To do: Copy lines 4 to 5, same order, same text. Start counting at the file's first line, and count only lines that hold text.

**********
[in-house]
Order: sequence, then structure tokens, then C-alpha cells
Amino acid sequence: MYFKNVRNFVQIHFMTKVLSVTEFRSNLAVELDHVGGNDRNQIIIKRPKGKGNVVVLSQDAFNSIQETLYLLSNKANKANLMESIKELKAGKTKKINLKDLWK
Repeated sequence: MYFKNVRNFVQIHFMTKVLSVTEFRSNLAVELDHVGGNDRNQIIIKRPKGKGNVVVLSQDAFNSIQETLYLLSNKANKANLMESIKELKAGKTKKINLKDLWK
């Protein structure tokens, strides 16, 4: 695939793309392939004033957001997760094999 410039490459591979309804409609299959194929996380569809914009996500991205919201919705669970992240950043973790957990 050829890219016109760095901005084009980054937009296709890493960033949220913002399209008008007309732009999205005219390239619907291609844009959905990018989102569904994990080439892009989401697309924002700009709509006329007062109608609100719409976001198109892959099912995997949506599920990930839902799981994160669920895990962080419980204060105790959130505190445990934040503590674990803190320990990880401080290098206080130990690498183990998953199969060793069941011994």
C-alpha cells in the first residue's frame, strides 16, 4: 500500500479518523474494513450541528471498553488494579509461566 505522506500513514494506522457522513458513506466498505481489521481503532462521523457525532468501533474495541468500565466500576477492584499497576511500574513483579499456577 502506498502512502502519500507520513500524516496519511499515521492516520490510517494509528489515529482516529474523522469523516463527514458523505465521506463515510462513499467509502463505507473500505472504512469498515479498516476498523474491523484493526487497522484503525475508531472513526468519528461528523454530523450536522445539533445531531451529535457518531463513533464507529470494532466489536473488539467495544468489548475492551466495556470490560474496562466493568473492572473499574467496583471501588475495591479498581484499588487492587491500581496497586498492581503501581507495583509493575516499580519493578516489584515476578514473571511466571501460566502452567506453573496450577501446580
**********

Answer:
Repeated sequence: MYFKNVRNFVQIHFMTKVLSVTEFRSNLAVELDHVGGNDRNQIIIKRPKGKGNVVVLSQDAFNSIQETLYLLSNKANKANLMESIKELKAGKTKKINLKDLWK
């Protein structure tokens, strides 16, 4: 695939793309392939004033957001997760094999 410039490459591979309804409609299959194929996380569809914009996500991205919201919705669970992240950043973790957990 050829890219016109760095901005084009980054937009296709890493960033949220913002399209008008007309732009999205005219390239619907291609844009959905990018989102569904994990080439892009989401697309924002700009709509006329007062109608609100719409976001198109892959099912995997949506599920990930839902799981994160669920895990962080419980204060105790959130505190445990934040503590674990803190320990990880401080290098206080130990690498183990998953199969060793069941011994």